Obama wants to know: Why open source?

President Obama is asking Sun Microsytems' chairman to fill him in on the benefits of open-source software.

President Barack Obama is a smart guy. Where others zig, he zags. It's perhaps not surprising, then, that he's been asking around about the benefits of open source, according to Sun Chairman Scott McNealy, who has been asked by President Obama to author a white paper on the benefits the U.S. government can derive from open source.

McNealy, cited in a BBC News story, wasn't shy in identifying them:

It's intuitively obvious open source is more cost effective and productive than proprietary software....The government ought to mandate open-source products based on open-source reference implementations to improve security, get higher-quality software, lower costs, higher reliability--all the benefits that come with open software.

While I agree with those benefits, I'm not a supporter of mandates. I wouldn't want the government mandating Microsoft software--why would I therefore seek an open-source mandate? Open source has done remarkably well in the U.S. federal government without mandates , and will continue to do so because of the benefits identified by McNealy.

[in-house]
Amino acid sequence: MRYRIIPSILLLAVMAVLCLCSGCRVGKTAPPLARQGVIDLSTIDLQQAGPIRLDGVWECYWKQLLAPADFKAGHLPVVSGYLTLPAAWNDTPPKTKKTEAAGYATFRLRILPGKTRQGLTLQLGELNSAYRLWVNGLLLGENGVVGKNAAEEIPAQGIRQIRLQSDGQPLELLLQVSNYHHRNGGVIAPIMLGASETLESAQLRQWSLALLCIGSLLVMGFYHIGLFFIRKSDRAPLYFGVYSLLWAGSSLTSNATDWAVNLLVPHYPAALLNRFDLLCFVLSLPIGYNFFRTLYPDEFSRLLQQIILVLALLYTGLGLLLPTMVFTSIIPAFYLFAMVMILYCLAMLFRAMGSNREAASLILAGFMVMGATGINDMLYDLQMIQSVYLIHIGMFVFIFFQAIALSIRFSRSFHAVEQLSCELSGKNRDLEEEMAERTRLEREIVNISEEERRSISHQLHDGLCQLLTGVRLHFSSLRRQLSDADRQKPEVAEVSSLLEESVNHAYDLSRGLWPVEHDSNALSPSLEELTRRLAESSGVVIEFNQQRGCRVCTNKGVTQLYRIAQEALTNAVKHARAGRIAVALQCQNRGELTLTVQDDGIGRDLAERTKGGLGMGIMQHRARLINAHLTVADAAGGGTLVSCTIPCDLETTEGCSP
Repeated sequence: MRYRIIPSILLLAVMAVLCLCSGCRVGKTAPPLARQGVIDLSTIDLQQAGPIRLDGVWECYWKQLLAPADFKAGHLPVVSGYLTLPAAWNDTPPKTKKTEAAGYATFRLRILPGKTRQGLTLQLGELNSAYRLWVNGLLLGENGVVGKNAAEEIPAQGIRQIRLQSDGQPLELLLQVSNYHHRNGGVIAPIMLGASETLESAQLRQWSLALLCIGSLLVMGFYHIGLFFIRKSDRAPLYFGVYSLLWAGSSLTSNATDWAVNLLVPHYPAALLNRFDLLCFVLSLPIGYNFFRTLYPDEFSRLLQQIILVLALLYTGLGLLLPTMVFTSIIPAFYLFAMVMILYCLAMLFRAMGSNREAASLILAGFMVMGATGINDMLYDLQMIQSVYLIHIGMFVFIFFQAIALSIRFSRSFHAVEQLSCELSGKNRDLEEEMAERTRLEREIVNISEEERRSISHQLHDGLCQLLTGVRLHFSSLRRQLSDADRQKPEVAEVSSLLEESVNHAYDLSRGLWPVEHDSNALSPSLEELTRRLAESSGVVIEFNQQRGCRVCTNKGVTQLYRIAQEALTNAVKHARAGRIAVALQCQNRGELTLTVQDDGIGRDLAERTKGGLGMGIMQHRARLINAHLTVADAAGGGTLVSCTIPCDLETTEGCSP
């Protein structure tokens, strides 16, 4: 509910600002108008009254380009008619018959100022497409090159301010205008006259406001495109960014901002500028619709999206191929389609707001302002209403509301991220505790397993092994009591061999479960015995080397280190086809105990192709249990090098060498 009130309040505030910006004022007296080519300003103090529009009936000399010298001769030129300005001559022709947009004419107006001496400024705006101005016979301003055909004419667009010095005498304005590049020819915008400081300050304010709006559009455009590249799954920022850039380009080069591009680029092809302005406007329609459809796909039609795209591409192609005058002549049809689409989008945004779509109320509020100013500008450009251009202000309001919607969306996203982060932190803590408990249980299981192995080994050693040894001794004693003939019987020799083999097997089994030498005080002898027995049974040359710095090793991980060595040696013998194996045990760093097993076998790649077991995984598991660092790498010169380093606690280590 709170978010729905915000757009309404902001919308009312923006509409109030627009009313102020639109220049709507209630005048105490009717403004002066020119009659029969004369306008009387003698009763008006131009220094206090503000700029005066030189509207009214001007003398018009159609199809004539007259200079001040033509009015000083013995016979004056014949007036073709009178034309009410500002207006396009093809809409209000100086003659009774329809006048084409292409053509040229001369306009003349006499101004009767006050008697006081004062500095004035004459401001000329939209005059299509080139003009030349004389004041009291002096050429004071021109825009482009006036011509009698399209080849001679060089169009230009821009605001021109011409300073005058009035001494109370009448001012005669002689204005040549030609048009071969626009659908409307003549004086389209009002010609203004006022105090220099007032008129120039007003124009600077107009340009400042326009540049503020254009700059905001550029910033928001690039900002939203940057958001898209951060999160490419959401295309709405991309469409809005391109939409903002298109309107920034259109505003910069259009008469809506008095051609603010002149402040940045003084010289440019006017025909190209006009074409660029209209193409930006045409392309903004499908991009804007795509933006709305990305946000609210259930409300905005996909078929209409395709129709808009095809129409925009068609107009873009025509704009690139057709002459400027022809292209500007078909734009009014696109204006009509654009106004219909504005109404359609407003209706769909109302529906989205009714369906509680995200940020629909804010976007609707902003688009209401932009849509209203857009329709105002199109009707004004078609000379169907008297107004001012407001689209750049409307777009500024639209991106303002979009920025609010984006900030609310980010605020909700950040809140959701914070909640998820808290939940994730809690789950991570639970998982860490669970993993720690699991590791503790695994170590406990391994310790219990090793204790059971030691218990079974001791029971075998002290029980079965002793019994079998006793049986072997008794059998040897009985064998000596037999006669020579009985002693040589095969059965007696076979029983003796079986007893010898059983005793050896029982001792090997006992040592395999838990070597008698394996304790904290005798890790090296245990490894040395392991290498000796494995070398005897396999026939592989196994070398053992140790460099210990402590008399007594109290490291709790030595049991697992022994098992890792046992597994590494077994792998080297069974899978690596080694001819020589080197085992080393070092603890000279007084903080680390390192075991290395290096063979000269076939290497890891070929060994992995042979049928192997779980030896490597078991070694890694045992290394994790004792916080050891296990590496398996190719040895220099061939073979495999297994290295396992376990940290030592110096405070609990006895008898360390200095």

Will President Obama listen? I suspect he's more likely to do so. He'll get plenty of lobbyist cash from technology companies like Microsoft, but with few companies now solely dependent on proprietary software (indeed, I'd argue that there aren't any left), open source is going to be on everyone's agenda.

For other positions on McNealy's open-source suggestions, see The 451 Group's Matt Aslett's blog and OStatic.

Tech Culture
About the author

    Matt Asay is chief operating officer at Canonical, the company behind the Ubuntu Linux operating system. Prior to Canonical, Matt was general manager of the Americas division and vice president of business development at Alfresco, an open-source applications company. Matt brings a decade of in-the-trenches open-source business and legal experience to The Open Road, with an emphasis on emerging open-source business strategies and opportunities. He is a member of the CNET Blog Network and is not an employee of CNET. You can follow Matt on Twitter @mjasay.


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